What considerations should be in place for contractual savings plans?

If you have a savings plan it’s important to understand what it offers; the term describes lots of financial products including pensions and life insurance policies. If you’ve been non-resident for more than five years, and the assets in your plan stand to make a gain, it’s worth considering whether to sell them to avoid UK tax. If they stand to make a loss, it’s worth keeping hold of them to lessen future capital gains. Do seek advice on any decision concerning savings plans so that you are clear on the options available to you.

Considerations for investments in stocks or exchange traded funds via offshore brokerage?

The same rules apply as with savings plans; as long as you’ve been non-resident for over five years you should consider selling any assets standing at a gain before returning, and hold onto those standing at a loss. These actions give you the best outcomes from a tax perspective.

What happens when starting new employment upon a return to the UK?

You usually don’t need to take any action yourself, as your new employer will advise the UK tax authorities that you’ve returned. Do bear in mind that it’s important to report any change of address to HM Revenue & Customs so that you don’t miss any communication. It’s important to check that your new employer is using the right code to deduct tax at source from your employment income. A tax adviser will be able to help you with this.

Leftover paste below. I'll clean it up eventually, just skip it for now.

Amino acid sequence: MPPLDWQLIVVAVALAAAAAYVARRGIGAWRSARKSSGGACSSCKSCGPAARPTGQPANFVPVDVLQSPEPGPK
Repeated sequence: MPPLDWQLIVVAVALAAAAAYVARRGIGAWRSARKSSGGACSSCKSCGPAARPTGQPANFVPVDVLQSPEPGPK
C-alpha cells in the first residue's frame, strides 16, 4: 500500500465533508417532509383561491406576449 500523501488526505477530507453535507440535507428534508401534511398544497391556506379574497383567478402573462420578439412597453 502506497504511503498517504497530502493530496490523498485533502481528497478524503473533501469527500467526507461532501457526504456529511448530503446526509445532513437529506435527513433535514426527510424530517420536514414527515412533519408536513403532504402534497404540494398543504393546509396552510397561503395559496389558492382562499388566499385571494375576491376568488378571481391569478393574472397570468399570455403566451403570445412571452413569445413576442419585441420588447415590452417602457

Telling HMRC about your return to the UK

You’ll need to note any return or claim for split-year treatment using your Self-Assessment Tax Return. This is filed on 31 January following the end of the tax year. So a return on 5 April 2021 (the end of the 2020-21 tax year) will mean you won’t need to submit your Tax Return until January 31 2022.

What tax allowances can be taken advantage of once you’ve moved home?

There are a number of tax allowances available once you’ve returned to the UK. Most are generally available on a ‘use it or lose it’ basis each year, so it’s worth being familiar with the most useful ones. One of the most effective allowances are ISAs (Individual Savings Accounts) which enable you to save up to £20,000 a year tax free. Other allowances include a Capital Gains Tax exemption of £12,300 every year, a tax-free dividend allowance of £2,000 and a savings allowance which can be £1,000 for interest income.

When should expats consider taking tax advice?

If you are planning a return to the UK, our Guide offers useful information about what you might need to consider.

To discuss any aspect of your return to the UK, please contact your nearest office.

Would you like to find out more?

We are here to help with your tax planning requirements. For more information, whatever your circumstances, please contact us today.